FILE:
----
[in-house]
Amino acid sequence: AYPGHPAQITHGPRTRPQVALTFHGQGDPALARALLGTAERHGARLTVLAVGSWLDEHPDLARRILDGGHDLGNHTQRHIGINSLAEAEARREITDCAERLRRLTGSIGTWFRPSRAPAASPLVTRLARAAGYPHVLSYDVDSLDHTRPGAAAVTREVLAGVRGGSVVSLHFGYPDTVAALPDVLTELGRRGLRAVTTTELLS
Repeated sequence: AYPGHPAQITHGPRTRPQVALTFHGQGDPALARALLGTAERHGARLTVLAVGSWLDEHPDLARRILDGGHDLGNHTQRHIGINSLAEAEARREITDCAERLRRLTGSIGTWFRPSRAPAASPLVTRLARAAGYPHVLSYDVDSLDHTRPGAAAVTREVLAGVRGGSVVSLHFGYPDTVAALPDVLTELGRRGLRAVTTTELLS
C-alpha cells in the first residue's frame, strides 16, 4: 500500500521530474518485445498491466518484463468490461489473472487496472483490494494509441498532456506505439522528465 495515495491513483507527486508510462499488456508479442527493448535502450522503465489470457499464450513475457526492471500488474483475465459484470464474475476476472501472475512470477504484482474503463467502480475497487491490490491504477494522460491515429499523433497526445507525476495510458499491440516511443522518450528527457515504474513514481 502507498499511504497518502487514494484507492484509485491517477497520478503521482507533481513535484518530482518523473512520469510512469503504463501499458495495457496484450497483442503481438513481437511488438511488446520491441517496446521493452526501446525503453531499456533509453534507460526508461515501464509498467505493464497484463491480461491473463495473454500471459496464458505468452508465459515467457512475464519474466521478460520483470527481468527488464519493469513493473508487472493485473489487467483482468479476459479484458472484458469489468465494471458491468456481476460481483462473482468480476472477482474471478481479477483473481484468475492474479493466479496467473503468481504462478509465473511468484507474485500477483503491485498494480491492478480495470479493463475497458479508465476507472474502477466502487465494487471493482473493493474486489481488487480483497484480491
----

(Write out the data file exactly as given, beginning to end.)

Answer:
[in-house]
Amino acid sequence: AYPGHPAQITHGPRTRPQVALTFHGQGDPALARALLGTAERHGARLTVLAVGSWLDEHPDLARRILDGGHDLGNHTQRHIGINSLAEAEARREITDCAERLRRLTGSIGTWFRPSRAPAASPLVTRLARAAGYPHVLSYDVDSLDHTRPGAAAVTREVLAGVRGGSVVSLHFGYPDTVAALPDVLTELGRRGLRAVTTTELLS
Repeated sequence: AYPGHPAQITHGPRTRPQVALTFHGQGDPALARALLGTAERHGARLTVLAVGSWLDEHPDLARRILDGGHDLGNHTQRHIGINSLAEAEARREITDCAERLRRLTGSIGTWFRPSRAPAASPLVTRLARAAGYPHVLSYDVDSLDHTRPGAAAVTREVLAGVRGGSVVSLHFGYPDTVAALPDVLTELGRRGLRAVTTTELLS
C-alpha cells in the first residue's frame, strides 16, 4: 500500500521530474518485445498491466518484463468490461489473472487496472483490494494509441498532456506505439522528465 495515495491513483507527486508510462499488456508479442527493448535502450522503465489470457499464450513475457526492471500488474483475465459484470464474475476476472501472475512470477504484482474503463467502480475497487491490490491504477494522460491515429499523433497526445507525476495510458499491440516511443522518450528527457515504474513514481 502507498499511504497518502487514494484507492484509485491517477497520478503521482507533481513535484518530482518523473512520469510512469503504463501499458495495457496484450497483442503481438513481437511488438511488446520491441517496446521493452526501446525503453531499456533509453534507460526508461515501464509498467505493464497484463491480461491473463495473454500471459496464458505468452508465459515467457512475464519474466521478460520483470527481468527488464519493469513493473508487472493485473489487467483482468479476459479484458472484458469489468465494471458491468456481476460481483462473482468480476472477482474471478481479477483473481484468475492474479493466479496467473503468481504462478509465473511468484507474485500477483503491485498494480491492478480495470479493463475497458479508465476507472474502477466502487465494487471493482473493493474486489481488487480483497484480491